Aristarchus of Samos, the ancient Copernicus ; a history of Greek astronomy to Aristarchus, together with Aristarchus's Treatise on the sizes and distances of the sun and moon
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Aristarchus of Samos, the ancient Copernicus ; a history of Greek astronomy to Aristarchus, together with Aristarchus's Treatise on the sizes and distances of the sun and moon : a new Greek text with translation and notes. 448 Pages.
has to 18. But it was proved that MA also has to AR a ratio less than that which 9 has to 8; therefore, ex aequali, MA will have to AB a ratio less than that which 171 has to 144, and therefore less than that which 19 has to 16 : for parts have the same ratio as the same multiples ot them: therefore, convertendo, AM has to BM a ratio greater than that which 19 has to 3. But, as AM is to MB, so is the diameter of the circle DEF to the diameter of the circle GHK; therefore the diameter of the
the moon as the older system did). Nicomachus’s order is explicable if we assume that the independent revolutions of the planets (in their orbits) was the criterion for the assignment of the notes; for the moon describes its orbit the quickest (in about a lunar month), the sun the next quickest (in a year), and so on, Saturn being the slowest in describing its orbit; these speeds are relative speeds, i.e. relative to the sphere of the fixed stars regarded as stationary. The absolute and relative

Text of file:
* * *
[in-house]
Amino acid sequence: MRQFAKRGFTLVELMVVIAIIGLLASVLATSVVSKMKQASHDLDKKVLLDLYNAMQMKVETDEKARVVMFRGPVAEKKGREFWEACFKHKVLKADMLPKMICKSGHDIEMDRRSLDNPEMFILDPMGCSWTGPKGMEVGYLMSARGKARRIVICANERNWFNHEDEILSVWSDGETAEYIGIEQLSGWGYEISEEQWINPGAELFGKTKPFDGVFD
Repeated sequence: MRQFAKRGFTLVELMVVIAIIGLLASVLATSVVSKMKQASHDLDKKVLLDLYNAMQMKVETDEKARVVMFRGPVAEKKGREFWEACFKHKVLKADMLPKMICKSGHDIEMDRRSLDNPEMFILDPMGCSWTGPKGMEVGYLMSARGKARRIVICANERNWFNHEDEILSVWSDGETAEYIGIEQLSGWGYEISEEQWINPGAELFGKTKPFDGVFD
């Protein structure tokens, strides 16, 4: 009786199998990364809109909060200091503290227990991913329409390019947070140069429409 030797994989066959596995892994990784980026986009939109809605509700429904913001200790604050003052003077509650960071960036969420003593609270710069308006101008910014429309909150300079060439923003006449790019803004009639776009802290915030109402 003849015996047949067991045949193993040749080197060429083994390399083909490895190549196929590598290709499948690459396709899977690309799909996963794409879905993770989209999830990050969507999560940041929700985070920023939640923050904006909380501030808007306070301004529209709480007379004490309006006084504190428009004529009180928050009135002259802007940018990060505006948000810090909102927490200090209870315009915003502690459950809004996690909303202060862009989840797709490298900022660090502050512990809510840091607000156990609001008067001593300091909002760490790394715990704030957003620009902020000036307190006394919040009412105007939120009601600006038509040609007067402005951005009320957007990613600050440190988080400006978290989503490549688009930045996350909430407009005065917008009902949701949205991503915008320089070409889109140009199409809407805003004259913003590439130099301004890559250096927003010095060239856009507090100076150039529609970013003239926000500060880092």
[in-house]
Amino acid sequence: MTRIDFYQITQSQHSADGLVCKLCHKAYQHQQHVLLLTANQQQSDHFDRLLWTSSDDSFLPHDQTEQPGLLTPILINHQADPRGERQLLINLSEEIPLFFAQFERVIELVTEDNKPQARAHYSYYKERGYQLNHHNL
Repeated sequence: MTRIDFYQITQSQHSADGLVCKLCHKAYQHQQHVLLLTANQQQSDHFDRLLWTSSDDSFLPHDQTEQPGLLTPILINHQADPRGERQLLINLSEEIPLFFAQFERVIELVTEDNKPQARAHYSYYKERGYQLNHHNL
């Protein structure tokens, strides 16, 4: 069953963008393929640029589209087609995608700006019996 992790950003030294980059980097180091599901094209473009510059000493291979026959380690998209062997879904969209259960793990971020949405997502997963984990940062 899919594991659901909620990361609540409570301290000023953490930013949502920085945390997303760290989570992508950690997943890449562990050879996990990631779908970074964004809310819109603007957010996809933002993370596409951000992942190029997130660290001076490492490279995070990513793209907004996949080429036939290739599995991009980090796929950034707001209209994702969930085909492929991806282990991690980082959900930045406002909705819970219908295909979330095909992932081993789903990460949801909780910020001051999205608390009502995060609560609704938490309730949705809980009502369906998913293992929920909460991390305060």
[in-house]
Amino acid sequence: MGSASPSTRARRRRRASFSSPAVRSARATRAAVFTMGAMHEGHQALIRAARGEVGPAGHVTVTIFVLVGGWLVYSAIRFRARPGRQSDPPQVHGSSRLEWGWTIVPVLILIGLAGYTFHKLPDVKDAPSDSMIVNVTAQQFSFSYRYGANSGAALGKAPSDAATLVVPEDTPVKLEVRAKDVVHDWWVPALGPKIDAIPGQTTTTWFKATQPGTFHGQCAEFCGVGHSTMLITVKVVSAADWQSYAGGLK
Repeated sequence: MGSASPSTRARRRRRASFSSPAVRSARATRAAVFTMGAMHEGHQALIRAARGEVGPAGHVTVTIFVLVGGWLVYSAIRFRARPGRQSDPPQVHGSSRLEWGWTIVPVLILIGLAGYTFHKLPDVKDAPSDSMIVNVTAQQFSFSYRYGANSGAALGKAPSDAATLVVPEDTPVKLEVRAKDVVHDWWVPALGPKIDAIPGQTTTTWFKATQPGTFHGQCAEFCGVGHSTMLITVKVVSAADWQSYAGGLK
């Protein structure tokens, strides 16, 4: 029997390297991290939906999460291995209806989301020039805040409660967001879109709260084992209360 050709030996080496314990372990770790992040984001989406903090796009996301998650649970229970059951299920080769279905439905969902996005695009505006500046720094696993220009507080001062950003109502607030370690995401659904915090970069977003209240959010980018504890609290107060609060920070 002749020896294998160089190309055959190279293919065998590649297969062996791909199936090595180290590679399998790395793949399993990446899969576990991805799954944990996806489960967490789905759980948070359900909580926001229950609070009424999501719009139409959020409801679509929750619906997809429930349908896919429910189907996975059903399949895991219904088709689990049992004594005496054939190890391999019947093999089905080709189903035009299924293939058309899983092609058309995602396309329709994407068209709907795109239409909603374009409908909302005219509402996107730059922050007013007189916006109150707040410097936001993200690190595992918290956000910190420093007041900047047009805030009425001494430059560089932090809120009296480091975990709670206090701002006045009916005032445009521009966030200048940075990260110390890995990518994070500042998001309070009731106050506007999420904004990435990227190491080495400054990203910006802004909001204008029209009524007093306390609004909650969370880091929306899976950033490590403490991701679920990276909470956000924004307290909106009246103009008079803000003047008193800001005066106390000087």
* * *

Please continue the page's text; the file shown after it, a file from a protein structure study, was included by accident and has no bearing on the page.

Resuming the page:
periods of revolution based on the figures attributed to Philolaus with the true periods, thus : Schiaparelli admits that the number of days for Mars (603.71) is uncertain, as it is not clear that Philolaus assumed 31 revolutions of Mars in his Great Year. But neither does there appear to be any evidence that he definitely fixed the number of revolutions made by the other planets in the Great Year. 22 Tannery, ‘La grande année d’Aristarque’, in Mémoires de la Société des sciences physiques et
of all sorts of shapes are borne into a great void, and their coming together sets up a vortex. By the usual process, in the case of our world, the earth collects at the centre. The earth is like a tambourine in shape and rides or floats by virtue of its being whirled round in the centre. The sun revolves in a circle, as does the moon; the circle of the sun is the outermost, that of the moon the nearest to the earth, and the circles of the stars are between. All the stars are set on fire because
view of the Milky Way as consisting of the stars which the sun ‘does not see’ when it is passing under the earth during the night;22 but, at the same time, he seems to have been the first to appreciate its true character as a multitude of small stars so close together that the narrow spaces between them seem even to be covered by the diffusion of their light in all directions, so that it has the appearance, almost, of a continuous body of light.23 With Anaxagoras he thought that comets were ‘a